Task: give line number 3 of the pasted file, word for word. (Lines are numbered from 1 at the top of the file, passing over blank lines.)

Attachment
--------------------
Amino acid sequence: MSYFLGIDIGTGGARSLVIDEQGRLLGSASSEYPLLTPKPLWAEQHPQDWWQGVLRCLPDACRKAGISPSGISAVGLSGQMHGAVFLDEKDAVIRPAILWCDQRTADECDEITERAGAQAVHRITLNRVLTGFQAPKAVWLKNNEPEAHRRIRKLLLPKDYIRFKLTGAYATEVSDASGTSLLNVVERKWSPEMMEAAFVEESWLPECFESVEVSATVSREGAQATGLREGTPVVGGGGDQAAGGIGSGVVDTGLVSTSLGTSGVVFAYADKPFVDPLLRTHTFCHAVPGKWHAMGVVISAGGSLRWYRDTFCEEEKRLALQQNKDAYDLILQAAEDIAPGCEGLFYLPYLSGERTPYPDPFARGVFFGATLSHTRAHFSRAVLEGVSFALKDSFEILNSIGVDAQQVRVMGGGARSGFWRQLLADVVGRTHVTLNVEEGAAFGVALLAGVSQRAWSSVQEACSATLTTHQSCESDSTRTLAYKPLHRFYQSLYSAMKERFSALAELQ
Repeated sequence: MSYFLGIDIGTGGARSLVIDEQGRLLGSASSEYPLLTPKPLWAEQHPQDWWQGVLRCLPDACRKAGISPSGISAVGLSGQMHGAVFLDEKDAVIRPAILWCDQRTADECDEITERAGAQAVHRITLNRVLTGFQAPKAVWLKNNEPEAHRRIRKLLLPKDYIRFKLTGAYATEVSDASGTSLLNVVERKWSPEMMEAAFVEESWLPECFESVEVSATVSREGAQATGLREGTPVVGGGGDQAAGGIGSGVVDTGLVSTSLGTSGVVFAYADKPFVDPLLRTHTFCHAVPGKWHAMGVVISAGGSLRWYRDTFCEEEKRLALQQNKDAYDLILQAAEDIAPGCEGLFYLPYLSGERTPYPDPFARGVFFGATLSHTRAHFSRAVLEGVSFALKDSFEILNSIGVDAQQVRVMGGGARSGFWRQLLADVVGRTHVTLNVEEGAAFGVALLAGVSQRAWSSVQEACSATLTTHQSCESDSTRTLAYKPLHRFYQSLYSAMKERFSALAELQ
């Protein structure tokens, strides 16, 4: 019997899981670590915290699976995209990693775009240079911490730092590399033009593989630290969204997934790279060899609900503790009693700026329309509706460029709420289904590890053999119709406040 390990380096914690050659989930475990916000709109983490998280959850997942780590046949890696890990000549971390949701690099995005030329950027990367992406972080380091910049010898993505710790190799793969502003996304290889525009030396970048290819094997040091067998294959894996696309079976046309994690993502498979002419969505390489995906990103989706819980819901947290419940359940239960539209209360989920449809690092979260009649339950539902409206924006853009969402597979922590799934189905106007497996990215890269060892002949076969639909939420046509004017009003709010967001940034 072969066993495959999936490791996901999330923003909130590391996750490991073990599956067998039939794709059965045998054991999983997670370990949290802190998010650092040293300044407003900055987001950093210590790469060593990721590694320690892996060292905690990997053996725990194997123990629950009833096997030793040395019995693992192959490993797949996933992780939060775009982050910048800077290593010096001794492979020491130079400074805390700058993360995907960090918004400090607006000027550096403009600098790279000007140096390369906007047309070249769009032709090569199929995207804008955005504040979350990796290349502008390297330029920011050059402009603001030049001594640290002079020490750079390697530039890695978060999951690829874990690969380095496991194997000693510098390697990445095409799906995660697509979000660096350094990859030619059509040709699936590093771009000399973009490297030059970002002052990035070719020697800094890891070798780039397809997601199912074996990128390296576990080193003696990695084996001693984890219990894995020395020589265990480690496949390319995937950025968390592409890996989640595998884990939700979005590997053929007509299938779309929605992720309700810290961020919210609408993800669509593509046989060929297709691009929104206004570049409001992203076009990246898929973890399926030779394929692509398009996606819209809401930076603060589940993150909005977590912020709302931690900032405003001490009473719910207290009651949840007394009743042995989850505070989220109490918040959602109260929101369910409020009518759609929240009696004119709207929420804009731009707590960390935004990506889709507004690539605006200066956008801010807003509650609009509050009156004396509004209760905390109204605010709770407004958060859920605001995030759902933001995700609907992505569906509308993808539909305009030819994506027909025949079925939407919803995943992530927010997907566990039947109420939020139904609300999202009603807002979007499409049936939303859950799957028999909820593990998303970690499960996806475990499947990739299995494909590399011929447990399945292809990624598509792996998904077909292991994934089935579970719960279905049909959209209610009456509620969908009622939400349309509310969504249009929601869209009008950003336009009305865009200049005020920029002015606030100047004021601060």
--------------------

């Protein structure tokens, strides 16, 4: 019997899981670590915290699976995209990693775009240079911490730092590399033009593989630290969204997934790279060899609900503790009693700026329309509706460029709420289904590890053999119709406040 390990380096914690050659989930475990916000709109983490998280959850997942780590046949890696890990000549971390949701690099995005030329950027990367992406972080380091910049010898993505710790190799793969502003996304290889525009030396970048290819094997040091067998294959894996696309079976046309994690993502498979002419969505390489995906990103989706819980819901947290419940359940239960539209209360989920449809690092979260009649339950539902409206924006853009969402597979922590799934189905106007497996990215890269060892002949076969639909939420046509004017009003709010967001940034 072969066993495959999936490791996901999330923003909130590391996750490991073990599956067998039939794709059965045998054991999983997670370990949290802190998010650092040293300044407003900055987001950093210590790469060593990721590694320690892996060292905690990997053996725990194997123990629950009833096997030793040395019995693992192959490993797949996933992780939060775009982050910048800077290593010096001794492979020491130079400074805390700058993360995907960090918004400090607006000027550096403009600098790279000007140096390369906007047309070249769009032709090569199929995207804008955005504040979350990796290349502008390297330029920011050059402009603001030049001594640290002079020490750079390697530039890695978060999951690829874990690969380095496991194997000693510098390697990445095409799906995660697509979000660096350094990859030619059509040709699936590093771009000399973009490297030059970002002052990035070719020697800094890891070798780039397809997601199912074996990128390296576990080193003696990695084996001693984890219990894995020395020589265990480690496949390319995937950025968390592409890996989640595998884990939700979005590997053929007509299938779309929605992720309700810290961020919210609408993800669509593509046989060929297709691009929104206004570049409001992203076009990246898929973890399926030779394929692509398009996606819209809401930076603060589940993150909005977590912020709302931690900032405003001490009473719910207290009651949840007394009743042995989850505070989220109490918040959602109260929101369910409020009518759609929240009696004119709207929420804009731009707590960390935004990506889709507004690539605006200066956008801010807003509650609009509050009156004396509004209760905390109204605010709770407004958060859920605001995030759902933001995700609907992505569906509308993808539909305009030819994506027909025949079925939407919803995943992530927010997907566990039947109420939020139904609300999202009603807002979007499409049936939303859950799957028999909820593990998303970690499960996806475990499947990739299995494909590399011929447990399945292809990624598509792996998904077909292991994934089935579970719960279905049909959209209610009456509620969908009622939400349309509310969504249009929601869209009008950003336009009305865009200049005020920029002015606030100047004021601060």